We realised that there is as much variation in attitudes in both populations. Talk of the English character, orthe Spanish character is actually the first step on the ladder of prejudice, helping to establish national stereotypes, when the reality is that we are all different and show the same range of attitudes. What in fact happens, is that we all share in our national culture because that is what is around us. Once we realise that, we can readily share in other cultures too.

There are contradictions in every culture. The UK culturally deplores cruelty to animals and yet for centuries had no problem with hunting; we just accepted the contradiction until something challenged it. And there are contradictions in the ex-pat community too. I once met a rather sad and racist English ex-pat who, without any trace of irony, explained that he had come to Spain because of all the immigration in the UK. Of course, he was lucky not to meet Spaniards with his own attitudes; he regarded Spaniards as warm and welcoming. He completely missed the irony.

It seems to me that recognising that we simply participate in national cultures rather than belong to them, is an important step in integrating into another country. By relaxing our grip on what we often think of as being British, we allow ourselves to participate more fully in other cultures. And that in turn helps reduce our dependence on our own prejudices and stereotypes.

Something a local man, Ángel, told me in the Sacristía bar in the village one night, seems to me quite profound: the strength of a culture is not measured by how much it can keep out to preserve itself, but by how much it can accept and grow. For ex-pats learning how to integrate, that's really important. Andalucia is a wonderful place to live and the culture is rich and open. It has a long political tradition of mutual support with strong communities. To be invited to integrate into such a community is a privilege.

But there are many ex-pats who are effectively living in a bubble, reading only English newspapers, watching only English TV, speaking only English to English people, and they are separated from England. What happens there largely doesn't affect them, and what happens here in Spain also barely affects them. That has a corrosive effect on their attitudes since nothing ever challenges their ideas, their beliefs, their prejudices. Sometimes, their prejudices just grow.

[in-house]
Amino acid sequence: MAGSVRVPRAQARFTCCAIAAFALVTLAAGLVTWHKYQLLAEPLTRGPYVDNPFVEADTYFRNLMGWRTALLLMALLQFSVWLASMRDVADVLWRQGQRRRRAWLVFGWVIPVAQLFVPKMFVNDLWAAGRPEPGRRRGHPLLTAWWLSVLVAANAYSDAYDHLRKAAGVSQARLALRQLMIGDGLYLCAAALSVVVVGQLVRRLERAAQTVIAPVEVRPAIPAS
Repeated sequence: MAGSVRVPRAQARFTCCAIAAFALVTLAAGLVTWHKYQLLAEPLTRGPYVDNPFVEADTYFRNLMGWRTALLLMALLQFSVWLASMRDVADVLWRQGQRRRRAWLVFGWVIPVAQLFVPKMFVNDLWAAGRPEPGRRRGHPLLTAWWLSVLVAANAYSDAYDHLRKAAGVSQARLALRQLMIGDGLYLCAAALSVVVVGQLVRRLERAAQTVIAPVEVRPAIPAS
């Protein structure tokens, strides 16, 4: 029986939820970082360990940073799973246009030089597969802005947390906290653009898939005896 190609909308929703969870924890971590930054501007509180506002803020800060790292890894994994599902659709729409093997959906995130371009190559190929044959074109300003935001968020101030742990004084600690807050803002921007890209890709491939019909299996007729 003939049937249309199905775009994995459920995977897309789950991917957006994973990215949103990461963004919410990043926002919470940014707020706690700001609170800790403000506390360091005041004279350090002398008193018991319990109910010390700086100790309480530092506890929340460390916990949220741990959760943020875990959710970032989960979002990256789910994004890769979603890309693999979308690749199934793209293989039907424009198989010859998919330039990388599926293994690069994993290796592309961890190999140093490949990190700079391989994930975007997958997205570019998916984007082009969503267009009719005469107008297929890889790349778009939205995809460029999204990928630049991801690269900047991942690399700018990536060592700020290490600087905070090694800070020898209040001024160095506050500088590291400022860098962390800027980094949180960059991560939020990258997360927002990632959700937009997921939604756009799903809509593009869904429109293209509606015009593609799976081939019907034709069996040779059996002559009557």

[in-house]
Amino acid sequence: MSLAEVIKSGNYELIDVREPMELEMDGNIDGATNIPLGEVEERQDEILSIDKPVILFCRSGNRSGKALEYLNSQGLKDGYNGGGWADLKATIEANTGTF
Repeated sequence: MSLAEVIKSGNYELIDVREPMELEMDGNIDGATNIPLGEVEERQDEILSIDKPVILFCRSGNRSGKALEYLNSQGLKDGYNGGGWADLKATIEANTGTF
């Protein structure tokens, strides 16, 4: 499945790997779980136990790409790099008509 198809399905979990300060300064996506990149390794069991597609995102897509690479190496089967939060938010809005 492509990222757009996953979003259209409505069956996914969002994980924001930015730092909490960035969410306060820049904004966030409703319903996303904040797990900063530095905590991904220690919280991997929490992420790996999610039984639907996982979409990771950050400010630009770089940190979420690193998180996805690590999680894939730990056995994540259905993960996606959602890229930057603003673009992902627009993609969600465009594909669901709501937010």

One manifestation is of course, the mañana jokes about lazy Spaniards, and tales about how they never turn up when expected, or never finish a job on time, or do a poor job. Long gone are the memories of that happening in England of course, and the regularity of the joke reinforces the prejudice, and as a result the isolation. With the comfort of an insulating ex-pat community sharing their views, there is less pressure to integrate. With more and more information available in English, there's less reason to learn the language, and as a consequence less opportunity to understand the culture. There are thousands of ex-pats who speak no more than ten Spanish words in an average week and they often pride themselves on getting by.

But they no longer participate in English culture, and they are not able to participate in Spanish culture. So they live in that no-man's land of the ex-pat enclave. For some it can be a difficult life, with regular confusion and disappointment, with expensive dependence on English-speaking tradesmen and translators. Sometimes they return to the UK disillusioned. For others, it's an oasis in which their prejudices are never challenged, and where Spanish culture is only ever encountered transiently in shops and restaurants.

The culture of Andalucia is rich and varied, open and welcoming, sometimes challenging and confusing, but always interesting and stimulating. For those wanting a full life in Andalucia, they will need to study the language but more than anything else they will need to be willing to let go of their caricatures, their assumptions and prejudices, and give themselves the opportunity to participate in, and to share another culture. They won't be disappointed and their lives will be richer.